Although investigators have compared radio-transmitter attachment devices and their likelihood of failure before the end of a study, few have directly evaluated the harness materials and fastening methods that are to be shed by a bird after the research period is over. We compared the likelihood of effective detachment after transmitter life of four harness materials (7-mm- and 9-mm-wide polyester ribbon tape and polyester-coated rubber elastic) and three fastening methods (polyester thread, cotton thread, and Gorilla Super Glue™) using dummy transmitters exposed to the elements for >1.5 years. Both polyester ribbon and polyester-coated rubber elastic materials resulted in similar physical wear and remained intact for longer than a typical field seasonal, but fastening harnesses using Gorilla Super Glue™ resulted in the earliest and most consistent harness failure. Polyester ribbon material and glue fastening resulted in the earliest failure; mean failure time for 7-mm- and 9-mm-wide polyester ribbon tape with glue fastening was 408 days ± 30 SE, and 249 days ± 29 SE, respectively. Failure times for both 7-mm- and 9-mm-wide polyester-coated rubber elastic and Gorilla Super Glue™ fastening treatments were in excess of one year (438 days ± 14 SE and 438 days ± 13 SE, respectively). All harnesses with sewn thread fastening treatments lasted a minimum mean of 456 days, and in the case of both 7-mm-wide polyester ribbon and polyester-coated rubber elastic, neither treatment ever failed over the period of study. Results suggest that using Gorilla Super Glue™ as a fastener maximized the likelihood of eventual harness failure, whereas transmitters fastened via sewing showed minimal signs of wear and were unlikely to be shed by a bird during a period of time less than two years. Additional experimental studies are warranted to examine alternative harness material types, fastening methods, and harness styles to maximize the potential of successful radio transmitter shedding.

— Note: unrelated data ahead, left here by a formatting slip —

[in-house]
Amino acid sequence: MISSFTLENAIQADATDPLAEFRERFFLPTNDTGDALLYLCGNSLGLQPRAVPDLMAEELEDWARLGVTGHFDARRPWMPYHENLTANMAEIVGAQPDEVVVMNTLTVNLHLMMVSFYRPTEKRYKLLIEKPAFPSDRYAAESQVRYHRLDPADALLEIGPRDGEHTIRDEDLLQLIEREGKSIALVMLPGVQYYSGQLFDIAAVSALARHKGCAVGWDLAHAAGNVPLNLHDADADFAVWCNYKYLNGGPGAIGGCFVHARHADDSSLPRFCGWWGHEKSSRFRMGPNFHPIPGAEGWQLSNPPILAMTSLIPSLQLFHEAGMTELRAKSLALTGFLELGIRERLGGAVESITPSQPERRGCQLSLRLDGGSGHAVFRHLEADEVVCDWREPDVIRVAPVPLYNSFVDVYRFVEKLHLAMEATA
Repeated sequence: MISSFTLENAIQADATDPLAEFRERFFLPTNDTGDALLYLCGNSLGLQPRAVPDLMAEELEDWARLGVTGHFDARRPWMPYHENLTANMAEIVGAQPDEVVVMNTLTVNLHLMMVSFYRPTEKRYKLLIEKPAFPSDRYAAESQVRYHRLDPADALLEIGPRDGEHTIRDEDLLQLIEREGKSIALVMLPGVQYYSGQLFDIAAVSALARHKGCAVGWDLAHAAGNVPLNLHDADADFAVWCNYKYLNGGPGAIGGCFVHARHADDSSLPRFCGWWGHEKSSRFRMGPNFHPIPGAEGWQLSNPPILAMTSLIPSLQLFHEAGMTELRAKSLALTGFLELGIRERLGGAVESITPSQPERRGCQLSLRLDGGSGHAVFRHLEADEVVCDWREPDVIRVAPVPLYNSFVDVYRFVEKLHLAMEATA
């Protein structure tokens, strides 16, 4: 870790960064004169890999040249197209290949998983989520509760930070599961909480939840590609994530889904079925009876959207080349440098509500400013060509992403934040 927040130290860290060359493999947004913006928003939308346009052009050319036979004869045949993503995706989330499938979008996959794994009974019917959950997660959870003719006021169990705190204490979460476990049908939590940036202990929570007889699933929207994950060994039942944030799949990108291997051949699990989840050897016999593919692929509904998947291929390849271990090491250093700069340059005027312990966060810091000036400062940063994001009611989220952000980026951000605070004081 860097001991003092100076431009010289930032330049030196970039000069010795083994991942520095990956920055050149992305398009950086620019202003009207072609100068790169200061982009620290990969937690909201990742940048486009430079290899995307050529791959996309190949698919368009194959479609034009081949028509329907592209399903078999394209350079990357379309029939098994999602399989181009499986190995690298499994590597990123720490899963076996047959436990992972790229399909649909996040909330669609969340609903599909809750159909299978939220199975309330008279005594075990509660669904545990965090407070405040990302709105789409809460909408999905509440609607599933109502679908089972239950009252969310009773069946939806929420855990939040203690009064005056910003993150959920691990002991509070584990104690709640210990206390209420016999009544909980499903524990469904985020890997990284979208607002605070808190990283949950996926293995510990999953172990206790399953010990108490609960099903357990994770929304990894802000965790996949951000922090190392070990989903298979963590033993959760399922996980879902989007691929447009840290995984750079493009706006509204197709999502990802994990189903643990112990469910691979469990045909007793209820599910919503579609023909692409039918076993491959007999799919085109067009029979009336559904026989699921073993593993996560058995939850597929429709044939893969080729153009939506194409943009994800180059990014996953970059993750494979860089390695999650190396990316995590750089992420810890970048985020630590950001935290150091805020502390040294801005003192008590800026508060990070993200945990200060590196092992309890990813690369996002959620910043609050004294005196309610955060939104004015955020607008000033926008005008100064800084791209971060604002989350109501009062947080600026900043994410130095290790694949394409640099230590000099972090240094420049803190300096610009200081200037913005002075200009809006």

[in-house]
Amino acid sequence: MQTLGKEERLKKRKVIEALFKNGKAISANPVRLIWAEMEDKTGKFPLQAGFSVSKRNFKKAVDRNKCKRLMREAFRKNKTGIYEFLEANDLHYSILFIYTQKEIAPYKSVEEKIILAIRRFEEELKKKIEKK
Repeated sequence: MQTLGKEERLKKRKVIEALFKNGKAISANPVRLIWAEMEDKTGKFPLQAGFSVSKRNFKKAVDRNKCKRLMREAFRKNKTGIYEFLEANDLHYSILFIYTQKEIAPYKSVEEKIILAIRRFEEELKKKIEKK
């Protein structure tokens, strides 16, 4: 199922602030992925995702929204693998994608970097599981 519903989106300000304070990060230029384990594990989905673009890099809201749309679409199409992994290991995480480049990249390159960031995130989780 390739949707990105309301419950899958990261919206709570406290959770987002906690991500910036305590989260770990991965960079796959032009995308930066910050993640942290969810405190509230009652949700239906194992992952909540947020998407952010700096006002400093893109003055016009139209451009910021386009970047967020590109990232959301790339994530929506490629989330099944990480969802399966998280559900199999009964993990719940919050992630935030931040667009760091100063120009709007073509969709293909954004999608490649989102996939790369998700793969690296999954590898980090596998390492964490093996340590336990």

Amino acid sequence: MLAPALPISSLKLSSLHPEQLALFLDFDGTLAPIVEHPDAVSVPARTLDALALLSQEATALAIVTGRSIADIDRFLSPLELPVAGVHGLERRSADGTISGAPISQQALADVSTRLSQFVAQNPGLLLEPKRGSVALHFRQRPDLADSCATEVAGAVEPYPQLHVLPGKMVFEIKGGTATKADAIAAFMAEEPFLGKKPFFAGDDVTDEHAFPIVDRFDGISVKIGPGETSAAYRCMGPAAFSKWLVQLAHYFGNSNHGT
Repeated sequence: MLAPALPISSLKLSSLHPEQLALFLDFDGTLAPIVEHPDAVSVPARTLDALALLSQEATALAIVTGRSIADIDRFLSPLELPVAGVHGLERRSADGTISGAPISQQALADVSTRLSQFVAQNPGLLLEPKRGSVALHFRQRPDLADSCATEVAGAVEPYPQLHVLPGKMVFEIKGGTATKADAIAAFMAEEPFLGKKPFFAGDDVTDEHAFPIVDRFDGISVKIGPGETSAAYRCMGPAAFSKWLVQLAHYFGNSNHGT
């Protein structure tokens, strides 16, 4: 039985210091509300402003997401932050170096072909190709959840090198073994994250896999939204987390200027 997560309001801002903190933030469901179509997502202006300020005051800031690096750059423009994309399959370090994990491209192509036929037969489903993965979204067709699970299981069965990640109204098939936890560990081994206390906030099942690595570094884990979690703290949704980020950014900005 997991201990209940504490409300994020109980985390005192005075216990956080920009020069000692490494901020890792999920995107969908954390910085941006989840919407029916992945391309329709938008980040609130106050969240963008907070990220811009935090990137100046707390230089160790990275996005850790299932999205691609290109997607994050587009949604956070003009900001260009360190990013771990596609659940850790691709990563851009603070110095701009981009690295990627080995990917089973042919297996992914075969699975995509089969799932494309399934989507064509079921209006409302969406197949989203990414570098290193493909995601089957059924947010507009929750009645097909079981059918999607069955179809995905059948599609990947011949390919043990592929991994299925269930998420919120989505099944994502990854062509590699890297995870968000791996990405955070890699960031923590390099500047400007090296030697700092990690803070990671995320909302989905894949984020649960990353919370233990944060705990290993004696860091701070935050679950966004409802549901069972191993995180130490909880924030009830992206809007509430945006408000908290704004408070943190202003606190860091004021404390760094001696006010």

Eastern Bluebirds inhabiting a grass-dominated agricultural environment within a northwestern Georgia land tract were examined over the course of three breeding seasons (2004 through 2006) to assess the presence of ectosymbionts. More than 90% of bluebirds examined harbored plumicolous feather mites of four species: Pterodectes sialiarum (Proctophyllodidae), Mesalgoides sp. (Psoroptoididae), Analges sp. (Analgidae), and a previously undescribed Trouessartia sp. The recovery of P. sialiarum represented the second report of this species, which had previously been recorded from Eastern Bluebirds in Guatemala. New host records for Mesalgoides sp. and Analges sp., and a description of Trouessartia sialiae sp. nov. also resulted from the study. Mite abundance did not vary among groups of birds categorized by subjective quantification, with the exception of a group of a few individuals harboring a vast number of mites. Abundance was not correlated with mean host body mass or body condition and was also independent of host sex. Feather mites were most commonly found on primary remiges, occasionally on secondary remiges, and rarely on rectrices; each mite species was located on a specific type of feather. Lice were also occasionally recovered, but were reported separately.